Democracy and Leadership: On Pragmatism and Virtue now out 

Lanham, MD: Lexington Books, a division of the Rowman & Littlefield Publishing Group, November / December 2013.

Cover art by Ashley Cecil (
Large PDF of the front & back covers here .

Dr. Eric Thomas Weber
Associate Professor of Public Policy Leadership
The University of Mississippi

Available online on the Rowman & Littlefield Publishing Group's Web site here - with 20% discount code: LEX20AUTH13.

The book is also available on (including UK, CA, and FR, among others) & Barnes & Noble.

About the book: 

Democracy and Leadership: On Pragmatism and Virtue presents a theory of leadership drawing on insights from Plato’s Republic, while abandoning his authoritarianism in favor of John Dewey’s democratic thought. The book continues the democratic turn for the study of leadership beyond the incorporation of democratic values into old-fashioned views about leading. The completed democratic turn leaves behind the traditional focus on a class of special people. Instead, leadership is understood as a process of judicious yet courageous guidance, infused with democratic values and open to all people.

Editorial reviews: 

“This book will certainly re-orient the field of leadership studies, but its impact will extend beyond that field. By connecting leadership with broader issues about participatory democracy, Weber will find grateful readers across political theory. He strikes a tone of optimistic practicality that especially rings true for pragmatic generation Xers and civic-minded Millennials. This book and its author are positioned as precisely that sort of new public voice capable of leading the next generations as they rise into political power and leadership themselves.”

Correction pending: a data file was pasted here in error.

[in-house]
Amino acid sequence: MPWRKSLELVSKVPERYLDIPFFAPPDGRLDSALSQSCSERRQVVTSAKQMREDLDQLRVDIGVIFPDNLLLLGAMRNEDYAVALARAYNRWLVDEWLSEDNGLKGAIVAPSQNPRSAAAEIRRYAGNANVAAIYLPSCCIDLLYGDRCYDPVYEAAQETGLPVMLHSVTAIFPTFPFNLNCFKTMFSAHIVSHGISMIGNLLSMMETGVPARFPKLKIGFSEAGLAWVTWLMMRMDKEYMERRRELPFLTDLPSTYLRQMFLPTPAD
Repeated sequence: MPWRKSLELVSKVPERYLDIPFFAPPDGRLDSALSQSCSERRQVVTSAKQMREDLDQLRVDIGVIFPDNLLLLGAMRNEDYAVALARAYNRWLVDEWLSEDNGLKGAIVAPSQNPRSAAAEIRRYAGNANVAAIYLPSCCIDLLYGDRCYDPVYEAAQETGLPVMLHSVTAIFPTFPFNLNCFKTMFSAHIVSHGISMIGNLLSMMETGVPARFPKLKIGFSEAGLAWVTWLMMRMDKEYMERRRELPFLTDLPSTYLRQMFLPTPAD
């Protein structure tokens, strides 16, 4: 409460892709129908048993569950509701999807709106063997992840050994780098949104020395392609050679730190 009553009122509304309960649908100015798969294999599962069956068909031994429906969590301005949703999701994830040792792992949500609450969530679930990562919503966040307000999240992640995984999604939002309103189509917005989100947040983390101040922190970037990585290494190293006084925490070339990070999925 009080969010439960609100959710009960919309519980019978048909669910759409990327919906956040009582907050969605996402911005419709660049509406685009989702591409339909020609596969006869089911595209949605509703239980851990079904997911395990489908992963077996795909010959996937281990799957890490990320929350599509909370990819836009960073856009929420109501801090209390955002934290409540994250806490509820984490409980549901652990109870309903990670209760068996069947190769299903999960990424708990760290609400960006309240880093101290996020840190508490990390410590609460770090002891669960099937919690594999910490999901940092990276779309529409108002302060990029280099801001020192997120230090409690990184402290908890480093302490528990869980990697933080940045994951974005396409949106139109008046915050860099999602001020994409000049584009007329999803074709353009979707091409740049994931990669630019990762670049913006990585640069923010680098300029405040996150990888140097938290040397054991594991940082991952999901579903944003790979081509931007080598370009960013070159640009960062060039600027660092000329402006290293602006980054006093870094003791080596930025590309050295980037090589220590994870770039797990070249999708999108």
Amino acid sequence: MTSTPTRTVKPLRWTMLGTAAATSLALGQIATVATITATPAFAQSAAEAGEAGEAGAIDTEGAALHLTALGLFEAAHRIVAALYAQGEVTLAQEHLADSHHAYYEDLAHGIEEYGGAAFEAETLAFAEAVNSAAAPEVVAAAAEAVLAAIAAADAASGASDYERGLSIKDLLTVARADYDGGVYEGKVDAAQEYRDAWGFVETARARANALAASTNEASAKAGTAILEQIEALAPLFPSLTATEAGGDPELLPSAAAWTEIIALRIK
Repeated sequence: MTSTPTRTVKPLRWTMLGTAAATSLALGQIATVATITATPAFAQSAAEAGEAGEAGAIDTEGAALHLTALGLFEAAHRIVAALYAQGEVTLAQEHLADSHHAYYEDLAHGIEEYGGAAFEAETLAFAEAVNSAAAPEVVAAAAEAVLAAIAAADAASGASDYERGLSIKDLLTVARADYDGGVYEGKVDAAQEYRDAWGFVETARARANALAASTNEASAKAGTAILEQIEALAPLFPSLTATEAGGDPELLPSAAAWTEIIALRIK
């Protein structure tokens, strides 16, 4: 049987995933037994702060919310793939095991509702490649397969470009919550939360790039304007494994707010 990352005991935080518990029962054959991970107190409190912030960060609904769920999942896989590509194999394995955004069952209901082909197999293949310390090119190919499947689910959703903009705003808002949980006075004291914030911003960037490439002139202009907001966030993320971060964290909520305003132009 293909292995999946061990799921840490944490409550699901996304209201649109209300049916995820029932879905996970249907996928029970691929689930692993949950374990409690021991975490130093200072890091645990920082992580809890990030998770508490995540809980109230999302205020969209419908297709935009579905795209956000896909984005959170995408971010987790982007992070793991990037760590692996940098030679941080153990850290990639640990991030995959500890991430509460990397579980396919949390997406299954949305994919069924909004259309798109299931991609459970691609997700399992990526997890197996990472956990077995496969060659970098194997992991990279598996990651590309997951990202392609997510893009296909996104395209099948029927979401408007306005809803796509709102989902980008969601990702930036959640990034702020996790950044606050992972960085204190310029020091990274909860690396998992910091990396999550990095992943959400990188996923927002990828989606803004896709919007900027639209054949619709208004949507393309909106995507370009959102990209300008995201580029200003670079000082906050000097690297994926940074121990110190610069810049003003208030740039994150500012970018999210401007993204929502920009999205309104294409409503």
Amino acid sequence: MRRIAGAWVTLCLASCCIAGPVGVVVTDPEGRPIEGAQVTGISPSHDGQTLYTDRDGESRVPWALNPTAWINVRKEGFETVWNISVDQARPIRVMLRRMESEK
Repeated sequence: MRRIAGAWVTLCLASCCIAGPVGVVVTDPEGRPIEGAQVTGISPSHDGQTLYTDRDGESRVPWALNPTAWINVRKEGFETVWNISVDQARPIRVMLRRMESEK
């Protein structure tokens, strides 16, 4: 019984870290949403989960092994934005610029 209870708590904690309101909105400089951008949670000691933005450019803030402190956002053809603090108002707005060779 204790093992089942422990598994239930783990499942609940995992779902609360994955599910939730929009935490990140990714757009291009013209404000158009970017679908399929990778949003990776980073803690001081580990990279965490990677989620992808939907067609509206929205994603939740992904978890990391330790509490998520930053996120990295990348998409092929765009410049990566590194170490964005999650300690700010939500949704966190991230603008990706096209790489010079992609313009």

– Dr. John Robert Shook, University at Buffalo, New York

“From Plato through today’s college students, Eric Weber’s Democracy and Leadership carefully examines the pedagogy of leadership development. Because the book is so rich in content and style, you can add Weber’s name to a select list of noted Southern scholars and writers.”
– Dean James L. “Skip” Rutherford, The Clinton School of Public Service, The University of Arkansas, Little Rock, AR

“This superbly researched and written book defines more clearly than anything that I have read in recent years the elements that are essential for a democratic political system to fulfill its proper mission. Coming as it does in a time of diminished public decision-making capability, particularly at the national governmental level, this volume points the way out of our current malaise. It should be read by every citizen who wants to see our system work as well as it is capable of. As a former governor of Mississippi, I can attest to the value of the wise and pragmatic counsel which it contains.”
– The Honorable William Winter, Governor of Mississippi from 1972-1976 and from 1980-1984, the “Education Governor.”

Learn More